High Liner Foods (HLF TSX)

High Liner is one of North America’s leading suppliers of frozen seafood to both food retailers and to the food service sector. High Liner is the number one player in Canada in the retail sector and the number one player in the U.S. in the food service sector. The seafood industry has good growth potential due to the increasing emphasis on healthier eating habits and still very low per capita consumption of seafood in North America. High Liner’s sales have stalled recently due to slower demand for higher-priced protein as consumers have traded down in a higher interest rate environment, although we expect this to reverse soon as consumer confidence increases. Strong free cash flow has allowed HLF to raise the dividend by 30 per cent in the past 18 months, pay down debt, and buy back massive amounts of shares including a large block two days ago at $13.30. This is a classic value stock trading at a cheap valuation of under six times EBITDA and a seven times P/E. Insiders own 40 per cent of the company, so have plenty of skin in the game. We expect the company to eventually be sold to a larger food company for a price somewhere in the $20’s.

Definity Financial (DFY TSX)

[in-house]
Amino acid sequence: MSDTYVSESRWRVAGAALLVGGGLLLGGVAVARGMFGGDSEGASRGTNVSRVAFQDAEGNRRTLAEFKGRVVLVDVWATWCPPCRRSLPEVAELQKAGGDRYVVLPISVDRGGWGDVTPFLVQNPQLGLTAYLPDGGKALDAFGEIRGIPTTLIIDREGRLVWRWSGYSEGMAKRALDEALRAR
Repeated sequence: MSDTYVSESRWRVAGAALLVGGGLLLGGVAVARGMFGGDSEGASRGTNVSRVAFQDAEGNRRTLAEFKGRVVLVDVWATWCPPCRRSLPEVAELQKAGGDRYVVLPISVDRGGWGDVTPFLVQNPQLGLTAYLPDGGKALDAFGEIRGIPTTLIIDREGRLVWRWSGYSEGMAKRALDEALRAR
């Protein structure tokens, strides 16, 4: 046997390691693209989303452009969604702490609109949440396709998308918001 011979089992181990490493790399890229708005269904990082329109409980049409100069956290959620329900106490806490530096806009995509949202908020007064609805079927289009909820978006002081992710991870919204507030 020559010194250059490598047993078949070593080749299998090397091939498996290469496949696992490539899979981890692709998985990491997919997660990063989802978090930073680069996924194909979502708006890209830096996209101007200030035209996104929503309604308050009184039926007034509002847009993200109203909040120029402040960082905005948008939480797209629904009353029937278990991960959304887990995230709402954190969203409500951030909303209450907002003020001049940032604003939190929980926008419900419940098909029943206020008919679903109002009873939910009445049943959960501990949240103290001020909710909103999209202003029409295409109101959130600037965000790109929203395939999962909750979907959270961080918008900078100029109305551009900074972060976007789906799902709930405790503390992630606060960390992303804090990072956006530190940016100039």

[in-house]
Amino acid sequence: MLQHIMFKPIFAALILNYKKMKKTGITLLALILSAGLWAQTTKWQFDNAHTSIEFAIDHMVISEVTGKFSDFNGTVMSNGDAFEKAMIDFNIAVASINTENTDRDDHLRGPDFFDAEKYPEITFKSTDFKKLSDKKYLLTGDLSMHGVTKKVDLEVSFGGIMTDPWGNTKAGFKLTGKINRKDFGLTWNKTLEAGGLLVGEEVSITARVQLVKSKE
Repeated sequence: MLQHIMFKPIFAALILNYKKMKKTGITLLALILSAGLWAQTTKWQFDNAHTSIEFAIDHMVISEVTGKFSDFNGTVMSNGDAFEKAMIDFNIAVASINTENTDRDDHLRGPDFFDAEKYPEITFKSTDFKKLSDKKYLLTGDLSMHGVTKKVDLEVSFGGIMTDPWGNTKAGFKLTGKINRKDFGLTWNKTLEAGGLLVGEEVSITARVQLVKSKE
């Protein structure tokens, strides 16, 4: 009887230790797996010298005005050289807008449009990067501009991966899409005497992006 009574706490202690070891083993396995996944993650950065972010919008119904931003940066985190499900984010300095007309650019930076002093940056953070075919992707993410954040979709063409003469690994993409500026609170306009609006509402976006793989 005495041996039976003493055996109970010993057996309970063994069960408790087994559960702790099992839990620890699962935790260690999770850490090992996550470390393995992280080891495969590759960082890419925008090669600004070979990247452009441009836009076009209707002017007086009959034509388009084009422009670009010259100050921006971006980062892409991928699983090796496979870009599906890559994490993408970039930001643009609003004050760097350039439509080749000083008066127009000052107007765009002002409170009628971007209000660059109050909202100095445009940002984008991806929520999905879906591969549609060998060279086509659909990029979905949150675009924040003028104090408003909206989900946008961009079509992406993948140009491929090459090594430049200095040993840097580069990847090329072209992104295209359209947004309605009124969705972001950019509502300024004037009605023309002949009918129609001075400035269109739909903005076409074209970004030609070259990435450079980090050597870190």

DFY is Canada’s seventh-largest property and casualty insurance company. Roughly 70 per cent of its policies are personal insurance (auto and property) and 30 per cent commercial. Roughly 60 per cent of its personal insurance is auto and it is looking to add more home and other types of insurance. DFY demutualized two years ago by listing on the S&P/TSX Composite Index and is still not well known compared to Intact Financial which is the number one player in Canada. DFY’s stock has pulled back recently after a strong run because overall results were a bit lower than expected. However, the key metrics like gross premium income were well ahead of last year, and the combined ratio was excellent as premium increases are more than covering rising costs from car theft and catastrophe losses. DFY recently received approval to continue under the CBCA, so it’s now allowed to leverage its balance sheet to make acquisitions and it can also itself be acquired starting next year. DFY is growing faster than Intact and can expand its return on equity to the mid-teens, yet trades at a significant discount to Intact at 1.7 times book value versus 2.7 times for Intact. Meanwhile, Swiss Reinsurance recently announced that it had acquired 10 per cent of DFY, so there may be a creeping takeover in the works. We see DFY’s multiple expanding to over two times BV and have a target price of $60+ one year out.





Stephen Takacsy's Past Picks

Stephen Takacsy, president, CEO and chief investment officer at Lester Asset Management, discusses his past picks: Quarterhill, Pollard Banknote, and AG Growth.


  • Then: $1.38
  • Now: $1.74
  • Return: 26%
  • Total Return: 26%


  • Then: $25.59
  • Now: $31.00
  • Return: 21%
  • Total Return: 22%


  • Then: $49.50
  • Now: $51.96
  • Return: 5%
  • Total Return: 6%

Total Return Average: 18%